If you have a friend or family member who’s an author (or even if you’ve enjoyed a book so much that you wished you knew the author), there are several ways for you to show your support or appreciation for his/her work.
Doing just one of the things on this list is guaranteed to put a smile on the targeted author’s face. And making it a habit to do several or all of these things consistently could lead to increased success for the author.
Become a Facebook Fan
Liking an author’s Facebook page is probably the easiest way to show your support. However, if you really want to make an impact, be an engaged fan. What does this mean? Like, share and/or comment on the author’s posts.
A lot of Facebook users aren’t aware of how restrictive the site is when it comes to fan pages. Here are some things to keep in mind:
- Posts aren’t shown to every fan of a particular page. I’m not certain how Facebook determines whose feed a post initially pops up in, but it is said that for every ‘like’ a post receives, 10 additional fans will see it.
- Posts are also boosted when they are commented on and shared.
- If an author mentions the words ‘share’ or ‘like’ in a post, Facebook downgrades the post and won’t give it the usual boost.
Follow the Author’s Blog
In order to follow an author’s blog, all you have to do is click ‘follow’ or type in your email address to subscribe. Then you’ll receive automatic updates when your friend or family member posts new content. If you have time, comment on a post every once in a while or share a post on social media.
Follow the Author on Goodreads
Goodreads is the perfect outlet for increasing an author’s visibility. If you aren’t familiar with the site, it’s a Facebook-like platform for book lovers. When a user follows an author, the action shows up in her feed, which is shown to all of her friends (just like a Facebook wall post). Goodreads also allows users to categorize books by placing them on different shelves, the most common being the ‘to-read’ shelf. Categorizing a book is another action that shows up in a user’s feed, so adding an author’s books to your to-read shelf is another great way to introduce her work to others.
Promote the Author
It isn’t easy for authors to promote themselves or their work, but it’s a necessity. Help by telling co-workers, fellow book lovers or even random strangers about your author friend’s work. You could even suggest your friend’s book to your book club. Ask for promotional items (such as bookmarks, business cards and pens) to distribute.
Attend a Signing
I know it might seem weird to attend a book signing event for your friend when you probably already own her book and when she most likely won’t have a lot of time to socialize with you. But trust me, your presence will mean the world to her. Plus, a book signing is the perfect place to spend some time promoting your friend’s books!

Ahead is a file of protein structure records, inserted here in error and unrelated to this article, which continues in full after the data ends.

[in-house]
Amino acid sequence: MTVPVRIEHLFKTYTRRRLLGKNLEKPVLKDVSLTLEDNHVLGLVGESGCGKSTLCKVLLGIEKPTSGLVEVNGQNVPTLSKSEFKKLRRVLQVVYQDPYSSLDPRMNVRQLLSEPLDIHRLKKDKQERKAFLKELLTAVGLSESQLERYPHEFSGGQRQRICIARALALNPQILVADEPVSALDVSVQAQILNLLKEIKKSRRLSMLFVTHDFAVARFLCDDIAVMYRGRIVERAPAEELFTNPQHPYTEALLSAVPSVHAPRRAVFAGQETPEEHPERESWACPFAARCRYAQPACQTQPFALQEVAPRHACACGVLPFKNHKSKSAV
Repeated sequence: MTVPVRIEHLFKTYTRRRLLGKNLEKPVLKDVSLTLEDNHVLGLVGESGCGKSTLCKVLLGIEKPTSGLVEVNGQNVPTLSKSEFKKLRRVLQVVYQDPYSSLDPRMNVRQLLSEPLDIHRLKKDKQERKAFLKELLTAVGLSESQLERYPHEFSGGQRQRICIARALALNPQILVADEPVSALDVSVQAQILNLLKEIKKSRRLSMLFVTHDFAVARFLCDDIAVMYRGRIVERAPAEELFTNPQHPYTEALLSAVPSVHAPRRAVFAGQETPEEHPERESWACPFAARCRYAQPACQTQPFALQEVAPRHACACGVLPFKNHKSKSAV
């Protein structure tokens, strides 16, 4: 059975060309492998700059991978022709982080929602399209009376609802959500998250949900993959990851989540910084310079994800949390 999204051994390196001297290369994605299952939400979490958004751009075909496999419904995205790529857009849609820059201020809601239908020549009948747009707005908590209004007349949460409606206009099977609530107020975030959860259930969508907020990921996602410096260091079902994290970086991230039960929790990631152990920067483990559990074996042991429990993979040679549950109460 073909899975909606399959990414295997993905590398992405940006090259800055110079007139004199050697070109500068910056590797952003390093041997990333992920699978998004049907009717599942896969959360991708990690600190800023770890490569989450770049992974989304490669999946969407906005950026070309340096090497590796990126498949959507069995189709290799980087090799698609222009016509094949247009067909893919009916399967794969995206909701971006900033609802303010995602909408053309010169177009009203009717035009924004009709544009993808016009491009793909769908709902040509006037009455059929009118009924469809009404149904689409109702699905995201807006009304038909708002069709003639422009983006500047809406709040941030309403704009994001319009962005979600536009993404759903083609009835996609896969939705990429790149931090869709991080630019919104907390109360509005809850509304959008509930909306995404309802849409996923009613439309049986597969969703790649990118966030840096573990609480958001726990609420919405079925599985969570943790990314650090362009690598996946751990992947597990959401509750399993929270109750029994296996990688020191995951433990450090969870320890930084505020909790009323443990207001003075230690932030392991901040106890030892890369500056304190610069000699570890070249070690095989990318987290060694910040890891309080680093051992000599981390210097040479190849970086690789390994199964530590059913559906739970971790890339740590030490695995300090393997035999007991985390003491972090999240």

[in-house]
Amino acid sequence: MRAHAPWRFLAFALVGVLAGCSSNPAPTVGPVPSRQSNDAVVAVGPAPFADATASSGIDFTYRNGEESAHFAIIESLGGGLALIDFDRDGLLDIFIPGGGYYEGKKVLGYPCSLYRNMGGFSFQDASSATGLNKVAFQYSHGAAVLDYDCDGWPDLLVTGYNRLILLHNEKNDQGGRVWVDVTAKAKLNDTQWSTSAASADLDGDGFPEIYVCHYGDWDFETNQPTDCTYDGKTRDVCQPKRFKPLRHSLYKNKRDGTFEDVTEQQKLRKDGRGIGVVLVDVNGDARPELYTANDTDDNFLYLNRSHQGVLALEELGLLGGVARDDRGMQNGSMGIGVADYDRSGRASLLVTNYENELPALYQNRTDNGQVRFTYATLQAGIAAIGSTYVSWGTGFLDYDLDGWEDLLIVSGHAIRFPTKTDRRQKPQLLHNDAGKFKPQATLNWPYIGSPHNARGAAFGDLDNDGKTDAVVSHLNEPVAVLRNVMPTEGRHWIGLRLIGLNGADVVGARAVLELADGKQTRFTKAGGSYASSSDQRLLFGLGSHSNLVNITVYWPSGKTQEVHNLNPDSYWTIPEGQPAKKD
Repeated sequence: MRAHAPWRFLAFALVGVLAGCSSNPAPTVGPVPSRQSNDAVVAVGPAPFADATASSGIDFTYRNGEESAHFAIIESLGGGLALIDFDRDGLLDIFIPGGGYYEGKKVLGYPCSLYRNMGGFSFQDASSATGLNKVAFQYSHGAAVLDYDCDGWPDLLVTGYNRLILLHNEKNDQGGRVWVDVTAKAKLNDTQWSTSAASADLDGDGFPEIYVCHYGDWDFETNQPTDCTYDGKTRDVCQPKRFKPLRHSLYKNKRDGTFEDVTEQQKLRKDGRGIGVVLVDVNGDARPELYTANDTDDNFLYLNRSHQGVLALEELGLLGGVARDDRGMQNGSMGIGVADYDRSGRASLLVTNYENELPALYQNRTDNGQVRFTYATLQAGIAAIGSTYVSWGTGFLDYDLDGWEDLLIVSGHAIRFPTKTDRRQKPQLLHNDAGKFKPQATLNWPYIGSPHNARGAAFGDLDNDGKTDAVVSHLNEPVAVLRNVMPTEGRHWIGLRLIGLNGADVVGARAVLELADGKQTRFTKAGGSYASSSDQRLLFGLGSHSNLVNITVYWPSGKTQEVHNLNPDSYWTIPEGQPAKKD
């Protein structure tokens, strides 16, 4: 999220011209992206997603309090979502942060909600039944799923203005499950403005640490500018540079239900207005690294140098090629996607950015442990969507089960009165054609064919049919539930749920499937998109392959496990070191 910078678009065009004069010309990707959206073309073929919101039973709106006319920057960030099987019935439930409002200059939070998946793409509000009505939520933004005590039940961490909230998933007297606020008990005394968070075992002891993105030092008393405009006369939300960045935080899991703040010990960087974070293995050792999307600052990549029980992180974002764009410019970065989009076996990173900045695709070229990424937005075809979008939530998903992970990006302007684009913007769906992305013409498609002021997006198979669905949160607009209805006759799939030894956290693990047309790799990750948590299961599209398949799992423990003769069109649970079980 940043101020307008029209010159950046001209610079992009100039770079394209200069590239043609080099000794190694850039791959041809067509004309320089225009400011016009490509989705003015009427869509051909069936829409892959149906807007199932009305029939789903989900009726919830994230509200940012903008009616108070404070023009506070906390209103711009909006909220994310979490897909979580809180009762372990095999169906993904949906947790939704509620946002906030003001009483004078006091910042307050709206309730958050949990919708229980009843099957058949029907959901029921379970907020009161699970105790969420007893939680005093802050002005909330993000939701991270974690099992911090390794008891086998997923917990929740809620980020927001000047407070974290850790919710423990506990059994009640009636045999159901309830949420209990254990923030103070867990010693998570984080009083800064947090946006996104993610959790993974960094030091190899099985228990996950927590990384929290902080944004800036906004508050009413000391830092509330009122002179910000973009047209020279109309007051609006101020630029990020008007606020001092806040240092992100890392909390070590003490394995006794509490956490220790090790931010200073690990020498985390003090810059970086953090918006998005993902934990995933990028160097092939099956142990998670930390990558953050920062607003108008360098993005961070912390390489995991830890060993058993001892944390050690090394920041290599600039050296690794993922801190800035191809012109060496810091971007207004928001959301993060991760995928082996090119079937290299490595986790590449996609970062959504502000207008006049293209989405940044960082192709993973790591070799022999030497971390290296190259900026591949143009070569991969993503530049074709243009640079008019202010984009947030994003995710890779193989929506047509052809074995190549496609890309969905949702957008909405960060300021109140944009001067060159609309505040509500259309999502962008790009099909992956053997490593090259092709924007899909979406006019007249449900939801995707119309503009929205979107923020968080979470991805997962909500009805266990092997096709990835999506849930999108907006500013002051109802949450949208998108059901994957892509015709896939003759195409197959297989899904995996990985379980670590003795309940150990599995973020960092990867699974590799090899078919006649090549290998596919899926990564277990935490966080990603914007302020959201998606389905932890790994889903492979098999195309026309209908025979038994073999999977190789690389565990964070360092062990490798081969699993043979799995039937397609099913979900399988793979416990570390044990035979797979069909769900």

Purchase the Author’s Books
I have no desire to make money off friends and family, so I typically offer free copies of my book to anyone I personally know who expresses interest in my work. The other day, a friend of mine refused to take a free copy of my new YA novel. I can’t tell you how much it touched my heart.
If your author friend somehow slips you a free copy of her book (which I’ve successfully done a few times), consider purchasing an additional copy in a different format or as a gift for someone else.
Read the Author’s Books and Write Honest Reviews
Whenever I discover a new review, I feel like a kid on Christmas morning. Whether they’re long or short (good or bad) I appreciate each and every review that my books receive. Keep in mind, reviews don’t have to be lengthy – a line or two expressing your opinion is sufficient. Also, it is extremely helpful if reviews are cross-posted on Amazon, Goodreads, Barnes & Noble and/or LibraryThing.
What other things have you done to support an author?
My book received a new rating on Goodreads yesterday. Three stars.
Goodreads Rating Scale
5 = It was amazing.
4 = I really liked it.
3 = I liked it.
2 = It was okay.
1 = I did not like it.
While three stars isn’t a bad rating, it still hit me hard. I can’t help it. Anything less than four stars pushes my self-critical nature into a tailspin and my mind into overdrive.
After seeing this particular rating, questions flooded my brain for a good 15 minutes.
- Why didn’t this reader include a review?
- What didn’t she like about my book?
- What is this person’s average rating on Goodreads?
- Does she normally read books like mine?
- To what other books has she given three stars?
Craziness, right? Don’t worry. It was only temporary insanity.
When the reader in me finally spoke up, I started to come to my senses.
- Maybe she didn’t have time to write a review or maybe she never writes reviews.
- Maybe the main character annoyed her. (Chloe Thompson is unnecessarily picky at times, you know.)
- This person’s average rating is completely irrelevant! You have given plenty of three-star ratings, and your average is currently 4.14.
- Whether she normally reads books like yours doesn’t matter either! You read all sorts of books, and genre never influences your ratings.
- No two books are exactly alike. HONESTLY. Let. It. Go.
And when this entire thought process came to an end, I reminded myself that most of my favorite books have gotten three-, two- and even one-star ratings. All of them. Even books like The Hunger Games, Cutting for Stone and Charlotte’s Web.
I wonder if Suzanne Collins ever obsessed over a less than perfect rating.